• Most manufacturers recommend that weighted blankets weigh about 10 percent of your body weight. However, you can add a few more pounds if you want more pressure or a few less if you find the weight too much. It’s all a matter of personal preference. If you’re not sure what weight to go with, or you have concerns, consult a doctor or occupational therapist.
  • Once you know how heavy you want your blanket to be, multiply it out in ounces and then subtract the weight of the fabric. Take your result and divide it by the number of squares in the blanket. This will tell you how much weight should go in each square.
  • Using your kitchen scale, determine the volume of weighted pellets that are needed in each square. In general, one ounce is a little less than ¼ cup.

Choosing a Weighted Fill Material

In general, there are three types of material you can use to fill a weighted blanket. Choosing which filling you want to use in your blanket is a matter of preference. Here are the three options:

  • Micro glass beads: Smaller than poly pellets, they are very efficient at weight distribution. However, they are more challenging to come by and are more expensive than other options.
  • Plastic poly pellets: This is the most popular filling for weighted blankets and has the added advantage of being machine washable. They are also widely available and not very expensive.
  • Dried beans, grains, or stones: This is the cheapest option for filling a weighted blanket. Most big companies don’t use this kind of material, but it’s excellent for people on a budget. However, they are not machine washable.

Crafting your Weighted Blanket

  • Cut your fabric into two pieces, one for the top and one for the bottom, using the measurements you picked out earlier.
  • With your tailor’s chalk, mark 2 inches from the edge on each side of the fabric. Then mark out each of the squares based on the size you chose.
  • Take the front and back pieces, and using your sewing machines, sew the right sides together with a ⅜ inch seam allowance. Sew only the one short side and two long sides, leaving the top short side open.
  • Take the blanket and turn it right side out. Then open the seams. You are now going to stitch the grid for the weighted squares.
  • Beginning and ending a short distance from the open side, sew a topstitch ¼ inch from the edge.
  • Then, begin 2 inches from the open side and sew along the marked lines that were 2 inches from the fabric’s edge. Sew along the two long sides and the one short side. Then backstitch at the beginning and end.
  • Start by sewing all the vertical channels on the marked lines:
    • Begin at the closed bottom edge. Start your stitching just above the line of stitching that’s almost 2 inches from the inner topstitching.
    • Finish the stitching just above the top 2-inch marking. Make sure to backstitch at the beginning and the end.
    • It’s a good idea, when sewing lines, to start at the center and then sew the next lines nearest the center of those two sections, and so on. Doing it this way keeps the sewing from going off track and keeps the fabric from bunching.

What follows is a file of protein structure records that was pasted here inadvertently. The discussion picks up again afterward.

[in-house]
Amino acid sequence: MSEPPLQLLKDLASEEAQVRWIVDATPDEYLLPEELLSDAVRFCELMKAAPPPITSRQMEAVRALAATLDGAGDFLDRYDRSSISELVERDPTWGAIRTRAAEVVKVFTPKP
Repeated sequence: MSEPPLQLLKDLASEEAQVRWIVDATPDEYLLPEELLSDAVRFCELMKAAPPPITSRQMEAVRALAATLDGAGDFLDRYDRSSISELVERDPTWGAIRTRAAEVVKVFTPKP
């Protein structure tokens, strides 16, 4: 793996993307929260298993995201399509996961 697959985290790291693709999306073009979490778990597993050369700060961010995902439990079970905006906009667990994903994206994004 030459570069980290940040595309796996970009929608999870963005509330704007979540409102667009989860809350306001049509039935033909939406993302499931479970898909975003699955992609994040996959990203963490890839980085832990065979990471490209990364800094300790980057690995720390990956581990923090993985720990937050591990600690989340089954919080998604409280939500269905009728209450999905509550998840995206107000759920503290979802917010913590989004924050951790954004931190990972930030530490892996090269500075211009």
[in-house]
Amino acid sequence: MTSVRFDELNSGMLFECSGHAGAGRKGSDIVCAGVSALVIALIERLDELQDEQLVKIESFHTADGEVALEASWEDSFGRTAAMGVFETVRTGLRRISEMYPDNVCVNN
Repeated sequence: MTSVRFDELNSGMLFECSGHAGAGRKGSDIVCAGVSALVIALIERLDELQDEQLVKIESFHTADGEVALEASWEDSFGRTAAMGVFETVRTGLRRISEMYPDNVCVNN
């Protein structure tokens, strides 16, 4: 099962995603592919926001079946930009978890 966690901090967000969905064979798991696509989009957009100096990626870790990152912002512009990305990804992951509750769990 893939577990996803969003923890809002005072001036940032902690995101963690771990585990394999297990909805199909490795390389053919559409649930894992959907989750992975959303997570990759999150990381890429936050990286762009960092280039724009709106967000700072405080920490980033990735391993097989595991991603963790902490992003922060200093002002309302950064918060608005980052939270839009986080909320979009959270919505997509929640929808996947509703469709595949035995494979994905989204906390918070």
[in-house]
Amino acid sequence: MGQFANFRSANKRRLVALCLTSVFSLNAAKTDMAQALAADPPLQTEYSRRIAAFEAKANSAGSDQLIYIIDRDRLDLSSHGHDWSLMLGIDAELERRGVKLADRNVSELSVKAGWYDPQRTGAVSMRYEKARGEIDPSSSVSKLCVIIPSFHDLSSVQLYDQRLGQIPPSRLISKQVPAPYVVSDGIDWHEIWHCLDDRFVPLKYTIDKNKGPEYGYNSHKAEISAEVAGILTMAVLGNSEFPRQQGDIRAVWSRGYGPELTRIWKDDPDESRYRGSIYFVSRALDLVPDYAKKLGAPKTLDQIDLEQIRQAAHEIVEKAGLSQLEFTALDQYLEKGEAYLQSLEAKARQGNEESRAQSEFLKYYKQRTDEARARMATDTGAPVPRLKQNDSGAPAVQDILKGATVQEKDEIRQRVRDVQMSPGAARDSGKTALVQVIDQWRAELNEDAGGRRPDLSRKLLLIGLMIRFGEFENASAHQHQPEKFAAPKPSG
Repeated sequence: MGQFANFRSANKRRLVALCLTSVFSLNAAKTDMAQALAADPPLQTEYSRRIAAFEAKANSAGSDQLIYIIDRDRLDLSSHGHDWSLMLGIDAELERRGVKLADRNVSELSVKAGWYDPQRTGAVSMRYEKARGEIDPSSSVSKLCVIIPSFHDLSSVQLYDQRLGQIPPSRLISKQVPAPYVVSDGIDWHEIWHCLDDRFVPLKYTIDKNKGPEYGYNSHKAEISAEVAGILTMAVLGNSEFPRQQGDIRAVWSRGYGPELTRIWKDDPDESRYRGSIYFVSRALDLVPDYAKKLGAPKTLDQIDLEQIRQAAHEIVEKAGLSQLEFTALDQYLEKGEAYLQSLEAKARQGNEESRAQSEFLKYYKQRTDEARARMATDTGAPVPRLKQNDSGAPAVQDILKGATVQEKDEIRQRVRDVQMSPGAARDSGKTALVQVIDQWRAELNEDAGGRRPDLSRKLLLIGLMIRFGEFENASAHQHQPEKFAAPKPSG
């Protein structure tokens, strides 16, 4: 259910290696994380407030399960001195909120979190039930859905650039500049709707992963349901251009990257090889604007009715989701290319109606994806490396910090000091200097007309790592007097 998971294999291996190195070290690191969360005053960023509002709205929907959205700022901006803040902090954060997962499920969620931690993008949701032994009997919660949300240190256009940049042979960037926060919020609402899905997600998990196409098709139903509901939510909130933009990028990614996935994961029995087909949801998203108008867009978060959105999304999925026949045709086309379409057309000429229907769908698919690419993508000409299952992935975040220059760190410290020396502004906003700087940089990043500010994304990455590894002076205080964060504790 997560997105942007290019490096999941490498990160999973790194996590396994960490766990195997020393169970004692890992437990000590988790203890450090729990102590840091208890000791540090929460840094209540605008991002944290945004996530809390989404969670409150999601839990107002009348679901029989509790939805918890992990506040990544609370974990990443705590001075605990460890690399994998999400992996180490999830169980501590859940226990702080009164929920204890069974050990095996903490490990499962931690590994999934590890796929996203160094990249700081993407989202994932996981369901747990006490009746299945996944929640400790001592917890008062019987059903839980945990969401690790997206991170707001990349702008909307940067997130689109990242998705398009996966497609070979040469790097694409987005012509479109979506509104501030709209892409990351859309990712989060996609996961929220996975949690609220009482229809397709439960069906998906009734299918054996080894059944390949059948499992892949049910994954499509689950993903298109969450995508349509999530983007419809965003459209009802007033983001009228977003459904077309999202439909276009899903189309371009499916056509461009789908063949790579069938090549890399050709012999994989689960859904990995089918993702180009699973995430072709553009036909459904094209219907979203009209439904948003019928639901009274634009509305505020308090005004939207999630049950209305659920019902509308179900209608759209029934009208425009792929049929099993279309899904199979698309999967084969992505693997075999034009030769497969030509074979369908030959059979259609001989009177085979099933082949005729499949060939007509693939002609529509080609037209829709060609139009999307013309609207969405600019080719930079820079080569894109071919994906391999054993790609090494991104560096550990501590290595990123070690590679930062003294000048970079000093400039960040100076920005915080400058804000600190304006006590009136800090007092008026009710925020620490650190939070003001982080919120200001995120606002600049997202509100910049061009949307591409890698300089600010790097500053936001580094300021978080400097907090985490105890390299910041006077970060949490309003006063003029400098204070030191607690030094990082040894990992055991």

• Take the appropriate amount of weighted beads (the amount you decided on in the planning stage), and place them in each vertical channel.
  • Shift the beads to the bottom of the blanket by shaking the blanket. With some fabric, you may find that the beads stick in the channels. Gently work stray beads to the bottom.
  • Take your pins and form a line of basting. This will help keep the beads in place and away from the marked line. This is to ensure that you don’t accidentally sew on top of the beads as this could break your needle.
  • You’re now going to sew a horizontal line on top of the marked line. Start the stitching just above the line of stitching that’s almost 2 inches from the inner topstitching. Finish your stitching just above the inner topstitching on the other side. Backstitch at the start and end.
  • While sewing, be sure to support the weight of the blanket so that it doesn’t pull as you sew. While sewing along the marked line, push any stray beads out of the way. If you encounter any resistance while sewing, then you’ve likely got a bead in the way. Stop and work the bead out before continuing.
  • Repeat the process of putting filler in each vertical channel and then sew horizontally to close the row of filled squares.
  • Once you’ve filled each vertical channel so that you’ve arrived at the top of the blanket, sew the last row of squares closed. This stitching should line up with the line of inner topstitching, although it may overlap a bit.
  • Fold the edges of the open side inwards, about ½ inch. Then, beginning and finishing where the topstitching ended on the sides, topstitch ¼ inch from the edge.
  • Note: Usually, all topstitching would happen at the project’s end. However, because the project can become quite heavy, it’s easier to do most of the topstitching before adding the filler, finishing off only the top part at the end.
Last-Minute Tips
  • Rather than marking squares on a large piece of fabric for the blanket’s front, sew squares for a patchwork weighted blanket, sewing the channels and rows along the seams.
  • It’s recommended that you sew with a small stitch length in order to prevent the weighted beads from moving.
  • It’s best to employ a thick, strong needle like the ones made for sewing denim. This will reduce the chances of your needle breaking.
  • Try not to pull or push the blanket while sewing the rows.
  • If you can, push your sewing machine to the edge of your sewing table. This will give you extra table space to support the weight of the blanket as you sew.
  • Most importantly, sew safely. Be mindful of the location of the basting needs, pay attention to breaking needles, and keep your fingers well out of the way.

Customer Reviews

    Showing 0 reviews

Leave a Reply

Your email address will not be published. Required fields are marked *

Thanks for submitting your comment!

Lost Password